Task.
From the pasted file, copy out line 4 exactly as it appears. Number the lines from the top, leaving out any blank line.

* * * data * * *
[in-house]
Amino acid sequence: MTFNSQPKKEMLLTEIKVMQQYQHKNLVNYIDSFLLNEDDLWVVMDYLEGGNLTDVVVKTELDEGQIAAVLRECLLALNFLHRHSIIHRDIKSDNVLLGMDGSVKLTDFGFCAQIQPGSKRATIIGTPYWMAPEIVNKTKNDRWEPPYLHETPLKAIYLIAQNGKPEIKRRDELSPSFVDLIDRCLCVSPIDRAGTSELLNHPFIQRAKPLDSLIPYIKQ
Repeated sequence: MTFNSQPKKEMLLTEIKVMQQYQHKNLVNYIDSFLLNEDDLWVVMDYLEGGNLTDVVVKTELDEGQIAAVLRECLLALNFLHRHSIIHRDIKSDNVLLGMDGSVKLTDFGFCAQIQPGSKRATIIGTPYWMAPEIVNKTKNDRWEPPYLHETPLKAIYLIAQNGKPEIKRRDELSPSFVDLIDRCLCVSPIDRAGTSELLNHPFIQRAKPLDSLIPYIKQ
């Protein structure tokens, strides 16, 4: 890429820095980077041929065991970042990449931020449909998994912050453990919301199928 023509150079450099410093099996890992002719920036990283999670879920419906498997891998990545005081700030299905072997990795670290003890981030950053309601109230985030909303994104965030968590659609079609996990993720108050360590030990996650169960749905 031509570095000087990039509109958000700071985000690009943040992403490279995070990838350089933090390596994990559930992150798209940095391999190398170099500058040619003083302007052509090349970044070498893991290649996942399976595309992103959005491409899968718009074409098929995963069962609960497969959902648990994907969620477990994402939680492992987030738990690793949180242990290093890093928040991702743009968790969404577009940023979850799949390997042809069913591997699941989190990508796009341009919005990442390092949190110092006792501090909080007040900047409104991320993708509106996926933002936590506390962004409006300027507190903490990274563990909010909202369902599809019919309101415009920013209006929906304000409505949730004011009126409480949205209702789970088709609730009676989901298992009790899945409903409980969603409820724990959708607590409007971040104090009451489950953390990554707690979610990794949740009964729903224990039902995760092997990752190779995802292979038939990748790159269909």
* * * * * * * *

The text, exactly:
């Protein structure tokens, strides 16, 4: 890429820095980077041929065991970042990449931020449909998994912050453990919301199928 023509150079450099410093099996890992002719920036990283999670879920419906498997891998990545005081700030299905072997990795670290003890981030950053309601109230985030909303994104965030968590659609079609996990993720108050360590030990996650169960749905 031509570095000087990039509109958000700071985000690009943040992403490279995070990838350089933090390596994990559930992150798209940095391999190398170099500058040619003083302007052509090349970044070498893991290649996942399976595309992103959005491409899968718009074409098929995963069962609960497969959902648990994907969620477990994402939680492992987030738990690793949180242990290093890093928040991702743009968790969404577009940023979850799949390997042809069913591997699941989190990508796009341009919005990442390092949190110092006792501090909080007040900047409104991320993708509106996926933002936590506390962004409006300027507190903490990274563990909010909202369902599809019919309101415009920013209006929906304000409505949730004011009126409480949205209702789970088709609730009676989901298992009790899945409903409980969603409820724990959708607590409007971040104090009451489950953390990554707690979610990794949740009964729903224990039902995760092997990752190779995802292979038939990748790159269909």